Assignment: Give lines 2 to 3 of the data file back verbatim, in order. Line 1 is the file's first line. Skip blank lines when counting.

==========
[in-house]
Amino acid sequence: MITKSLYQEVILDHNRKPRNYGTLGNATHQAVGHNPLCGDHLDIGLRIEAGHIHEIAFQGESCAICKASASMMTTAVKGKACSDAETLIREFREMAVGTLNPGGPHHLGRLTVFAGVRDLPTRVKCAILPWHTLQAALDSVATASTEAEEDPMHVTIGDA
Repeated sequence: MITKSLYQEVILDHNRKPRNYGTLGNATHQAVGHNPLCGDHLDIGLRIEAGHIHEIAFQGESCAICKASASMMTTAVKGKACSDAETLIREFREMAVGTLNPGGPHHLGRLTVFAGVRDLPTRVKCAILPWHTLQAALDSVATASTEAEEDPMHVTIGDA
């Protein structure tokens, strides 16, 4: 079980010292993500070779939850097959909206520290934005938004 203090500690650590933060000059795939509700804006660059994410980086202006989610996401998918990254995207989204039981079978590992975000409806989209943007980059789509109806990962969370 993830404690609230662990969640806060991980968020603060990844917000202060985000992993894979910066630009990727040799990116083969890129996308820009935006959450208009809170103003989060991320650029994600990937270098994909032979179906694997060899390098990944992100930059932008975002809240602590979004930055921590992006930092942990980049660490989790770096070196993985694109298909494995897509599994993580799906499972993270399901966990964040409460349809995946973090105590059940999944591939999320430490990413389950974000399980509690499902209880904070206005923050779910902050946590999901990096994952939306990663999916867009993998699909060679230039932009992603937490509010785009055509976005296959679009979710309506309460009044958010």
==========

Amino acid sequence: MITKSLYQEVILDHNRKPRNYGTLGNATHQAVGHNPLCGDHLDIGLRIEAGHIHEIAFQGESCAICKASASMMTTAVKGKACSDAETLIREFREMAVGTLNPGGPHHLGRLTVFAGVRDLPTRVKCAILPWHTLQAALDSVATASTEAEEDPMHVTIGDA
Repeated sequence: MITKSLYQEVILDHNRKPRNYGTLGNATHQAVGHNPLCGDHLDIGLRIEAGHIHEIAFQGESCAICKASASMMTTAVKGKACSDAETLIREFREMAVGTLNPGGPHHLGRLTVFAGVRDLPTRVKCAILPWHTLQAALDSVATASTEAEEDPMHVTIGDA